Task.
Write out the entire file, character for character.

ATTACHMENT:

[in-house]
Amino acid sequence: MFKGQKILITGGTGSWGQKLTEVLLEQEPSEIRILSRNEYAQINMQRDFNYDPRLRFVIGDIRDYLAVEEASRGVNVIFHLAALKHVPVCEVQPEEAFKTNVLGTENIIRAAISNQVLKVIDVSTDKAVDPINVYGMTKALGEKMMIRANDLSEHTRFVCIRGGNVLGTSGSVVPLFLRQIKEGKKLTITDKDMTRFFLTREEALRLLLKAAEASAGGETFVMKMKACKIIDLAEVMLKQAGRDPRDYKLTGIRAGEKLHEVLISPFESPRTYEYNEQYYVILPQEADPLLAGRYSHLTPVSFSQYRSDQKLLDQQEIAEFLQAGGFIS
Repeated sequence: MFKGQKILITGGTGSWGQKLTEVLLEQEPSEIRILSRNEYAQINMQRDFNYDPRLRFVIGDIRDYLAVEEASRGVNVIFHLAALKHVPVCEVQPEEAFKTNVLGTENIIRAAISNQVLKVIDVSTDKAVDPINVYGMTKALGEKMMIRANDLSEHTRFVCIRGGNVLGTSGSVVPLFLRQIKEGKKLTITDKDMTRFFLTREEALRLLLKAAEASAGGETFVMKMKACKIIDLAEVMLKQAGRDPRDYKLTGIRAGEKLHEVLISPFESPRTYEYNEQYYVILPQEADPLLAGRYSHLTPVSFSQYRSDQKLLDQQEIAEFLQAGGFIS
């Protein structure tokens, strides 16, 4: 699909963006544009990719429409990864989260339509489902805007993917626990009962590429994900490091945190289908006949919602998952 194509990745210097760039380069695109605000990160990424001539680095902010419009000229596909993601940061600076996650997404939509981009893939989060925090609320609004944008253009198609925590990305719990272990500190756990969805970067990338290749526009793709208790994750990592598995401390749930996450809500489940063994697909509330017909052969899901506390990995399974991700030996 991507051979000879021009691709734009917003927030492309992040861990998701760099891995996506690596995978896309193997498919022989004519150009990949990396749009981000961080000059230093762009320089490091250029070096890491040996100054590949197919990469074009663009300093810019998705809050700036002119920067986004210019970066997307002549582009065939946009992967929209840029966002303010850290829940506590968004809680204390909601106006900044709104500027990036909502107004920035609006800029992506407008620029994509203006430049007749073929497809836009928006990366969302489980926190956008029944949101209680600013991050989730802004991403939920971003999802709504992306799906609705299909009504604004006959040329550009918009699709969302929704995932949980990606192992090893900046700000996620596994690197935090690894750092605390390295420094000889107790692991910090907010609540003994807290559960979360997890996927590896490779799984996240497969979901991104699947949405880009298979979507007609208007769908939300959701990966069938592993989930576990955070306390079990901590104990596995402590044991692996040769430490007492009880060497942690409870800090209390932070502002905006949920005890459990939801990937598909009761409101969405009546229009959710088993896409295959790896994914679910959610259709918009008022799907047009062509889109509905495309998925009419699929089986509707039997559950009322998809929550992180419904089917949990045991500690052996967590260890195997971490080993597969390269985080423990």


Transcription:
[in-house]
Amino acid sequence: MFKGQKILITGGTGSWGQKLTEVLLEQEPSEIRILSRNEYAQINMQRDFNYDPRLRFVIGDIRDYLAVEEASRGVNVIFHLAALKHVPVCEVQPEEAFKTNVLGTENIIRAAISNQVLKVIDVSTDKAVDPINVYGMTKALGEKMMIRANDLSEHTRFVCIRGGNVLGTSGSVVPLFLRQIKEGKKLTITDKDMTRFFLTREEALRLLLKAAEASAGGETFVMKMKACKIIDLAEVMLKQAGRDPRDYKLTGIRAGEKLHEVLISPFESPRTYEYNEQYYVILPQEADPLLAGRYSHLTPVSFSQYRSDQKLLDQQEIAEFLQAGGFIS
Repeated sequence: MFKGQKILITGGTGSWGQKLTEVLLEQEPSEIRILSRNEYAQINMQRDFNYDPRLRFVIGDIRDYLAVEEASRGVNVIFHLAALKHVPVCEVQPEEAFKTNVLGTENIIRAAISNQVLKVIDVSTDKAVDPINVYGMTKALGEKMMIRANDLSEHTRFVCIRGGNVLGTSGSVVPLFLRQIKEGKKLTITDKDMTRFFLTREEALRLLLKAAEASAGGETFVMKMKACKIIDLAEVMLKQAGRDPRDYKLTGIRAGEKLHEVLISPFESPRTYEYNEQYYVILPQEADPLLAGRYSHLTPVSFSQYRSDQKLLDQQEIAEFLQAGGFIS
């Protein structure tokens, strides 16, 4: 699909963006544009990719429409990864989260339509489902805007993917626990009962590429994900490091945190289908006949919602998952 194509990745210097760039380069695109605000990160990424001539680095902010419009000229596909993601940061600076996650997404939509981009893939989060925090609320609004944008253009198609925590990305719990272990500190756990969805970067990338290749526009793709208790994750990592598995401390749930996450809500489940063994697909509330017909052969899901506390990995399974991700030996 991507051979000879021009691709734009917003927030492309992040861990998701760099891995996506690596995978896309193997498919022989004519150009990949990396749009981000961080000059230093762009320089490091250029070096890491040996100054590949197919990469074009663009300093810019998705809050700036002119920067986004210019970066997307002549582009065939946009992967929209840029966002303010850290829940506590968004809680204390909601106006900044709104500027990036909502107004920035609006800029992506407008620029994509203006430049007749073929497809836009928006990366969302489980926190956008029944949101209680600013991050989730802004991403939920971003999802709504992306799906609705299909009504604004006959040329550009918009699709969302929704995932949980990606192992090893900046700000996620596994690197935090690894750092605390390295420094000889107790692991910090907010609540003994807290559960979360997890996927590896490779799984996240497969979901991104699947949405880009298979979507007609208007769908939300959701990966069938592993989930576990955070306390079990901590104990596995402590044991692996040769430490007492009880060497942690409870800090209390932070502002905006949920005890459990939801990937598909009761409101969405009546229009959710088993896409295959790896994914679910959610259709918009008022799907047009062509889109509905495309998925009419699929089986509707039997559950009322998809929550992180419904089917949990045991500690052996967590260890195997971490080993597969390269985080423990």